| _, Some v -> (Map.add e (VClock.inc r v) add, Map.remove e rem)
        | _, _ -> (Map.add e (VClock.inc r VClock.zero) add, rem)

    let remove r e (add, rem) =
        match Map.tryFind e add, Map.tryFind e rem with
        | Some v, _ -> (Map.remove e add, Map.add e (VClock.inc r v) rem)
        | _, Some v -> (Map.remove e add, Map.add e (VClock.inc r v) rem)
        | _, _ -> (add, Map.add e (VClock.inc r VClock.zero) rem)

Additional thing, you may have noticed here is that we use Map.remove. It's safe to do so in this context, as we at the same time add value-timestamp pair to the opposite map, still keeping the information about element presence inside an object.

The most complex part is actual merge function. We start from simply squashing corresponding add/remove maps (in case of conflicting timestamps, we will simply merge them together). Then what we need is to converge merged add/remove maps by removing from add map all values with timestamps lower than corresponding entry timestamps in remove map (this already covers concurrent update case, as we decided to favor additions over removals at the beginning). For the remove set, we'll simply remove all elements with timestamps lower, equal or concurrent to the ones from add map. Just to keep things fairly compact.

    let merge (add1, rem1) (add2, rem2) =
        let mergeKeys a b =
            b |> Map.fold (fun acc k vb ->
                match Map.tryFind k acc with
                | Some va -> Map.add k (VClock.merge va vb) acc
                | None -> Map.add k vb acc ) a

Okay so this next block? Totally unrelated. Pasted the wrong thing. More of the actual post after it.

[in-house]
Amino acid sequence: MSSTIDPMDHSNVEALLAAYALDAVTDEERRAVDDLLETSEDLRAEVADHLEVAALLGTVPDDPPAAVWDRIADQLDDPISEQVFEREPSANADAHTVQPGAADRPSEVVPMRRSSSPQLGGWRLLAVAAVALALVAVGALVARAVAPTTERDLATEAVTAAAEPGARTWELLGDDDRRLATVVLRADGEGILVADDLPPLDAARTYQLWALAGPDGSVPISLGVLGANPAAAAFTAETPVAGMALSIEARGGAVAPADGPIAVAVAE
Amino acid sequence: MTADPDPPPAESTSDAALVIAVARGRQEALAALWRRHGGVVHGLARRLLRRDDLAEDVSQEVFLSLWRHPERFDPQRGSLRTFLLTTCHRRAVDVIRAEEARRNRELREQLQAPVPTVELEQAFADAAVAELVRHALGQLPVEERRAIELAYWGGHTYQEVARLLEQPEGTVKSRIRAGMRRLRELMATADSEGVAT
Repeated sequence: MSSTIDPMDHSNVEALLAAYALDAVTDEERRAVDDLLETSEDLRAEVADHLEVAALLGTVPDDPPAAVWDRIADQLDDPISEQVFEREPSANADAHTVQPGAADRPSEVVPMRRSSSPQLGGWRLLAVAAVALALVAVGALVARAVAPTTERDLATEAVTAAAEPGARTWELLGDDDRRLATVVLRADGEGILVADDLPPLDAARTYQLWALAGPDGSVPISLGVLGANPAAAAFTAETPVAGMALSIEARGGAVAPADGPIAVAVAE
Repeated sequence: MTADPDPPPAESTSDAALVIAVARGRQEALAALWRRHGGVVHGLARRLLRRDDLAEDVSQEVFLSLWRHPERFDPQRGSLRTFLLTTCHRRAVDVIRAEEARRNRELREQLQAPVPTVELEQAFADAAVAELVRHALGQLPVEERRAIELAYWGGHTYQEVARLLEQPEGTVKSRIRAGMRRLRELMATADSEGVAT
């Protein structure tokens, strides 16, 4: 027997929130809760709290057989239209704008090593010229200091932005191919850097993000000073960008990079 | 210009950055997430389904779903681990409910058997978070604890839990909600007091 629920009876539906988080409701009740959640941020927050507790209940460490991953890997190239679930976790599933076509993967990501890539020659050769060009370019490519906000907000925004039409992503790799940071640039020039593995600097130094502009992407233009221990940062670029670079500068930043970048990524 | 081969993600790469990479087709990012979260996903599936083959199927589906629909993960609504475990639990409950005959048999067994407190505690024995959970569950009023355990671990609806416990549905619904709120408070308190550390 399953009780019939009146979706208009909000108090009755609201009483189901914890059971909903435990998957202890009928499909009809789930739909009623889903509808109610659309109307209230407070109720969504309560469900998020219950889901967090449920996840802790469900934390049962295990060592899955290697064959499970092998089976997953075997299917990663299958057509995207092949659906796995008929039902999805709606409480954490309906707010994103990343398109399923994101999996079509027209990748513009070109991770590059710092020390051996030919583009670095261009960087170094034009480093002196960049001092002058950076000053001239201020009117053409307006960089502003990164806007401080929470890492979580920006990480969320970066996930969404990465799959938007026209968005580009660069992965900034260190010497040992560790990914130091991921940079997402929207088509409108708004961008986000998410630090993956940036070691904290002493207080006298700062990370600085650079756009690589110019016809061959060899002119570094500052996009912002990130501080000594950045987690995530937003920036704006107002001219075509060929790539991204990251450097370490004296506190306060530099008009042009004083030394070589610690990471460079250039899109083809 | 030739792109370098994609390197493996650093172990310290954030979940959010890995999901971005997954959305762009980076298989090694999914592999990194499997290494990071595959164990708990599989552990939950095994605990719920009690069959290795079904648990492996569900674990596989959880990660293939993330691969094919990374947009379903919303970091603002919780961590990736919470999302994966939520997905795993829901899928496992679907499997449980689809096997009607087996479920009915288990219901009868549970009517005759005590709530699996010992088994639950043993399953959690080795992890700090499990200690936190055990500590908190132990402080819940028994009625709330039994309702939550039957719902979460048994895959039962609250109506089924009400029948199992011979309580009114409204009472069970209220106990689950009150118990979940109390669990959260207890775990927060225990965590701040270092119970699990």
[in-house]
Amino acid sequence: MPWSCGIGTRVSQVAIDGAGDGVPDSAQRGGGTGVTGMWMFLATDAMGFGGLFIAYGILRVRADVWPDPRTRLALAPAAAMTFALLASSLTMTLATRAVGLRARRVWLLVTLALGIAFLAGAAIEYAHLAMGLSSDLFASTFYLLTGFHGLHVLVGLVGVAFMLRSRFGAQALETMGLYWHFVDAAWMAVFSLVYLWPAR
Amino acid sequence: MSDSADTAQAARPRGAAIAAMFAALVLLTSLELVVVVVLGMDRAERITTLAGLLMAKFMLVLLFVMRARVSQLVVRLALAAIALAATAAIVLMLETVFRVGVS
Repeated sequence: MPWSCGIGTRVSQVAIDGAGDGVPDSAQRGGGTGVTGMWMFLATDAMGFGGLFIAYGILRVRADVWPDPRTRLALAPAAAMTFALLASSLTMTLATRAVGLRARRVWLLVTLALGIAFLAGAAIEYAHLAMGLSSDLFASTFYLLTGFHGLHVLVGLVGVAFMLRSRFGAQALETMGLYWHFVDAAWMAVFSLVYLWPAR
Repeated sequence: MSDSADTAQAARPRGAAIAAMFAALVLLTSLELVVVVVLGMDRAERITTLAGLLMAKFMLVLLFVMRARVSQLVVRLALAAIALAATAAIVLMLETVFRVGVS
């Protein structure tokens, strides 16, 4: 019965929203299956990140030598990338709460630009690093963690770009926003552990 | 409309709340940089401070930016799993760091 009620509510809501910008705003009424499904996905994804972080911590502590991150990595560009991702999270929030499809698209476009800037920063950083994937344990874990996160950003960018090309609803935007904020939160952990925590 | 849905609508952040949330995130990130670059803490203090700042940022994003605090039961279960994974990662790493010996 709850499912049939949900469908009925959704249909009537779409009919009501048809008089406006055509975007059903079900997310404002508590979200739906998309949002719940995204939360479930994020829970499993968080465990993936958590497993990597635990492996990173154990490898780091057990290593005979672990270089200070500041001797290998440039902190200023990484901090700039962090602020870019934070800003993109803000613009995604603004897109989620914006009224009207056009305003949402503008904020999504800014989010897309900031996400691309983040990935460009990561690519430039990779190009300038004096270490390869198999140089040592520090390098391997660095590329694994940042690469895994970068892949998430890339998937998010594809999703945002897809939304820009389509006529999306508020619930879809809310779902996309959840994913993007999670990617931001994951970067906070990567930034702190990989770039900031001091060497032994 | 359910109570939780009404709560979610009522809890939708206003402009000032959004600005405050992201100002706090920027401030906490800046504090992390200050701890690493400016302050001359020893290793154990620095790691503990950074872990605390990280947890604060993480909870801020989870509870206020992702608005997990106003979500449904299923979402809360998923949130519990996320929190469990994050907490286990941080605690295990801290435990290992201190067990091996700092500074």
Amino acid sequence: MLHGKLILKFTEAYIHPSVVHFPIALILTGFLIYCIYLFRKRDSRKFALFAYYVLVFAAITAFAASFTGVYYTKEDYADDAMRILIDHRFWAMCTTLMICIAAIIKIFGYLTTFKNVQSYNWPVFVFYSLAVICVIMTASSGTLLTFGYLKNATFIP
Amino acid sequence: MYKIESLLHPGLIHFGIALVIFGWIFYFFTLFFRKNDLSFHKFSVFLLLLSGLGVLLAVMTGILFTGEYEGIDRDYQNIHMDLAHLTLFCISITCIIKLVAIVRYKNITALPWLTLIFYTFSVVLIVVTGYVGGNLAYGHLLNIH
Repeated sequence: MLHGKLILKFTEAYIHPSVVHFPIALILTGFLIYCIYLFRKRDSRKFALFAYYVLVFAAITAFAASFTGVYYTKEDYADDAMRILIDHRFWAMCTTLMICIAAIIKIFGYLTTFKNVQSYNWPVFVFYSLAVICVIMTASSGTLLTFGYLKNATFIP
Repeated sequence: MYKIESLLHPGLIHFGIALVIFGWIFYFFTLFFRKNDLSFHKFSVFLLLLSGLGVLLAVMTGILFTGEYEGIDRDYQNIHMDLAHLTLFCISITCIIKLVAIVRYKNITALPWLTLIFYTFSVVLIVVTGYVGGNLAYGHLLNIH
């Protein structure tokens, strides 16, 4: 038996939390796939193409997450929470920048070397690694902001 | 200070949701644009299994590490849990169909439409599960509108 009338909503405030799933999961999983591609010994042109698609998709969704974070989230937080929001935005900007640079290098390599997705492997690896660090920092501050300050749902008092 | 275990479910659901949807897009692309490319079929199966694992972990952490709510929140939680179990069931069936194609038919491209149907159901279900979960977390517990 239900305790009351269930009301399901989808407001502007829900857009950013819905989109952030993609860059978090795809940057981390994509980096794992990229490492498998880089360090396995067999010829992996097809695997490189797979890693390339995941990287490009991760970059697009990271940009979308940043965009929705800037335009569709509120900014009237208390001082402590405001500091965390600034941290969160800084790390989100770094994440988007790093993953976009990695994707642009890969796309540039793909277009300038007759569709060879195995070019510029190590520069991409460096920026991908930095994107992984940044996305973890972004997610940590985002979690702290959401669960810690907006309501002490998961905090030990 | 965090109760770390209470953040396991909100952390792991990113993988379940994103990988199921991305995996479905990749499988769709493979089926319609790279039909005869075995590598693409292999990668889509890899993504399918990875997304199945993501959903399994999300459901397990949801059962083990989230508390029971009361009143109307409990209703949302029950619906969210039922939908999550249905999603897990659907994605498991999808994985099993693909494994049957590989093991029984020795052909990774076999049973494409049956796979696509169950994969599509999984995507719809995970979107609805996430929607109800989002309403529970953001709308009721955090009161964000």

let addk = mergeKeys add1 add2
        let remk = mergeKeys rem1 rem2
        let add = remk |> Map.fold (fun acc k vr ->
            match Map.tryFind k acc with
            | Some va when VClock.compare va vr = Ord.Lt -> Map.remove k acc
            | _ -> acc ) addk
        let rem = addk |> Map.fold (fun acc k va ->
            match Map.tryFind k acc with
            | Some vr when VClock.compare va vr = Ord.Lt -> acc
            | _ -> Map.remove k acc ) remk
        (add, rem)

You can see here, we're using a map of vector clocks (which are also maps), which is a sub-optimal solution for this implementation. There are different ways used to mitigate this problem:

  1. The simplest way is to compress binary ORSet payload using for example L4Z or GZip.
  2. More advanced approach is to modify the existing implementation using Dotted vector versions.

But I hope to write about them another time.

What next?

With this set of data structures in our arsenal, we could build more advanced ones:

  • One example would be a Last-Write-Wins Map, which essentially looks somewhat like type LWWMap<'k,'v> = ORSet<('k * LWWReg<'v>)> (keep in mind, that comparison should depend only on key component).
  • Another one would be a graph structure, which is composed of two sets: one for nodes and one for edges.

As you may see, this is quite big topic and IMHO a pretty interesting one. There are many more things, like delta-state based optimizations nad operation-based CRDTs, which I won't cover here - simply to not turn this post into a book - but I hope to continue the upcoming posts.